Really, though, there are no tricks to learning how the pieces move. You just have to make it part of your intuition, your subconscious. The best way to learn how the pieces move is simply to watch chess games and play chess games. Most Windows computers these days come with a program called Chess Titans. Playing a bunch of games on this program should help you figure out how the pieces move. Very helpfully, Chess Titans will not let you make illegal moves! This should help the beginner get a handle on how the pieces move.

If your computer does not have Chess Titans, you can get free chess programs off the internet that will do the same thing. I will discuss the various computer programs you can use in A Beginner's Guide, Part ??, Computer Chess Programs, but for now just use Arena. This is the program I will recommend, anyway, though other programs are worth looking at.

Even simpler, just visit Shredder, and you can play against the computer without even having to download anything.

As far as verbal cues as to how the pieces move, here is a very simple list that may help:

King: 1 square in any direction

Rook: Lines, up and down or side to side

Bishop: Diagonals

Queen: Can move like a Rook or a Bishop, both Lines and Diagonals

Knight: This is the trickiest piece. Moves in an L-shape and is the only piece that can jump over other pieces

Pawns: Also very tricky. Pawns can move 1 square forward, but cannot capture the 1 square forward. Pawns can capture two squares, diagonally to the right and diagonally to the left.

Pawns also have two special moves. The first is that a Pawn can move 2 squares forward on its first move. The second is something called en passant. As a beginner, dont worry about en passant until it comes up. It rarely comes up, and will just confuse you at these early stages.

So as can be seen, only the Knights and Pawns should give the beginner any trouble. The other pieces move in fairly straight forward ways. Just remember: King, 1 square in any direction; Queen, moves like a Rook and a Bishop; Rook, moves in straight lines up and down or side to side; Bishop, moves on the diaganol; Knight, tricky L Shape; Pawns, straight ahead 1 square, but captures ahead 1 square diagonally.

Reading over the above a few times should give you a fairly decent grasp on how the pieces move. You will probably forget, though. Dont worry about it. That is why you are using the computer, so it can remind you!

A last thing to mention is Castling. Just know that it exists, but dont worry about it too much at this stage. Even World Champion Candidates have difficulty with that one! [Korchnoi v. Karpov, look at the 18th move]. A beginner should not spend too much time worrying about it.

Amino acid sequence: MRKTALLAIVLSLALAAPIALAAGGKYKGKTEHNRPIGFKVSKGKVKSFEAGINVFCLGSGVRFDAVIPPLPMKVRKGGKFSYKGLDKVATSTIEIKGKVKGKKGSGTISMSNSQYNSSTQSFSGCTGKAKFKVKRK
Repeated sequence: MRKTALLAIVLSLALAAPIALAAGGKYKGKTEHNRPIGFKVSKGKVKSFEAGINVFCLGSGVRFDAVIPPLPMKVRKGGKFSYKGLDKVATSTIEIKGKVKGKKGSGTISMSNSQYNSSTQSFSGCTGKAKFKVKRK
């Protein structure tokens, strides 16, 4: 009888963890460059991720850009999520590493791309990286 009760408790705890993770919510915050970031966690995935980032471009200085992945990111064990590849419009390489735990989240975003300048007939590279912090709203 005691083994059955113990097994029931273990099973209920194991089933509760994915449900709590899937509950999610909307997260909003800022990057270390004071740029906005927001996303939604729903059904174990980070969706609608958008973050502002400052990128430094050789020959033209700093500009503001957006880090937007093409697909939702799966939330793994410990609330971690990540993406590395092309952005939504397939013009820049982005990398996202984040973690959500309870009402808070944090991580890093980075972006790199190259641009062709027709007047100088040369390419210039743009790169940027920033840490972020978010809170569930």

For more information about castling, read A Beginner's Guide, Part 4, Castling.

The best way to learn how the chess pieces move, and this is generally good advice, is to just ignore your own deficiencies. When you bungle some move, or you didnt see your opponent's threat, that is fine, and should be expected. You shouldnt fret about these inaccuracies. Instead just work on building up your intuitive vision. After you play and watch enough chess games, you will not make those mistakes anymore.

It is especially easy for adults to get frustrated when they screw up. This probably is the major reason children learn so much faster than adults, though I am no expert in this matter. Adults are more prone to getting frustrated and quitting, whereas children dont really even realize how hard something is and keep at it. It helps that children have tons of time.

I may be hitting you over the head too much with this, but seriously, do not get frustrated! Just play games over and over again and expect to lose. Your brain is an exceptional tool, and will do all of the learning for you, so long as you dont get in the way!

If you are a child, or if you are reading this because you want a child to learn the moves, it shouldnt be all that difficult, honestly. So long as they enjoy the game, they will probably just pick it up without even really thinking about it. I am not a parent, so I dont know much about raising children, but if the child is not interested in even learning the moves, maybe chess is not for them. Or, maybe it is just the wrong time.

If you are trying to force a child to learn the moves of chess, I would guess making it as fun as possible is the best way to go. Also, perhaps rather than forcing them to play chess, just prohibit them from doing other activities that you do not want them to do.

Saying, you can do whatever you want, but you cant watch TV or play video games, seems like it would be better than saying, we are going to sit here for an hour and you are going to learn how to play chess. The kid is probably going to want to do something, and so long as other things like TV and video games are eliminated, the kid will do something more productive.

Like I said, I am no parent, though, so I am not even sure why I am giving this advice. My advice seems to make sense, though, so more likely than not it is totally wrong! To all parents, good luck!

What a tangent. As a recap, the best way to learn how the chess pieces move is to play games of chess on the computer. The computer will not let you make illegal moves, so you will know instantly when you screw something up. Do not get frustrated if you miss a move by the computer and get checkmated or lose your queen. That is part of the learning process, and if you play enough of these games you will get the hang of it. Remember, you are playing to learn, not to win.

Chess Tactic of the Day #7

White to move and win.